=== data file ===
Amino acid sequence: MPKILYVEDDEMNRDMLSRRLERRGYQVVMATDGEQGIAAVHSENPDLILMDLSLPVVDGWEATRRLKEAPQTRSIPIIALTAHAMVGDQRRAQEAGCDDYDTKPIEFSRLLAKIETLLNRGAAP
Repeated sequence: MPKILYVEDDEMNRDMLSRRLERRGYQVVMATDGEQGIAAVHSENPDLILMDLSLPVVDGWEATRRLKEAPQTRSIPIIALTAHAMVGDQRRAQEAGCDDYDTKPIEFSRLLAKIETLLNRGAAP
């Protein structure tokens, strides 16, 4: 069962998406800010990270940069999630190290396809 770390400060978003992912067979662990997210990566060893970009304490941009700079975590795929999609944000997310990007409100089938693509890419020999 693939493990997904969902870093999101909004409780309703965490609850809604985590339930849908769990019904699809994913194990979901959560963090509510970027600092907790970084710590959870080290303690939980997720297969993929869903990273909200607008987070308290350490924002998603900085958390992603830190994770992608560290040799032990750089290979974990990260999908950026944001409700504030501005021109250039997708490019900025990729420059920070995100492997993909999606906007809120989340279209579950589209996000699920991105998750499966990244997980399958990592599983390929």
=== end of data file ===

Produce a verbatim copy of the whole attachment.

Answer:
Amino acid sequence: MPKILYVEDDEMNRDMLSRRLERRGYQVVMATDGEQGIAAVHSENPDLILMDLSLPVVDGWEATRRLKEAPQTRSIPIIALTAHAMVGDQRRAQEAGCDDYDTKPIEFSRLLAKIETLLNRGAAP
Repeated sequence: MPKILYVEDDEMNRDMLSRRLERRGYQVVMATDGEQGIAAVHSENPDLILMDLSLPVVDGWEATRRLKEAPQTRSIPIIALTAHAMVGDQRRAQEAGCDDYDTKPIEFSRLLAKIETLLNRGAAP
């Protein structure tokens, strides 16, 4: 069962998406800010990270940069999630190290396809 770390400060978003992912067979662990997210990566060893970009304490941009700079975590795929999609944000997310990007409100089938693509890419020999 693939493990997904969902870093999101909004409780309703965490609850809604985590339930849908769990019904699809994913194990979901959560963090509510970027600092907790970084710590959870080290303690939980997720297969993929869903990273909200607008987070308290350490924002998603900085958390992603830190994770992608560290040799032990750089290979974990990260999908950026944001409700504030501005021109250039997708490019900025990729420059920070995100492997993909999606906007809120989340279209579950589209996000699920991105998750499966990244997980399958990592599983390929």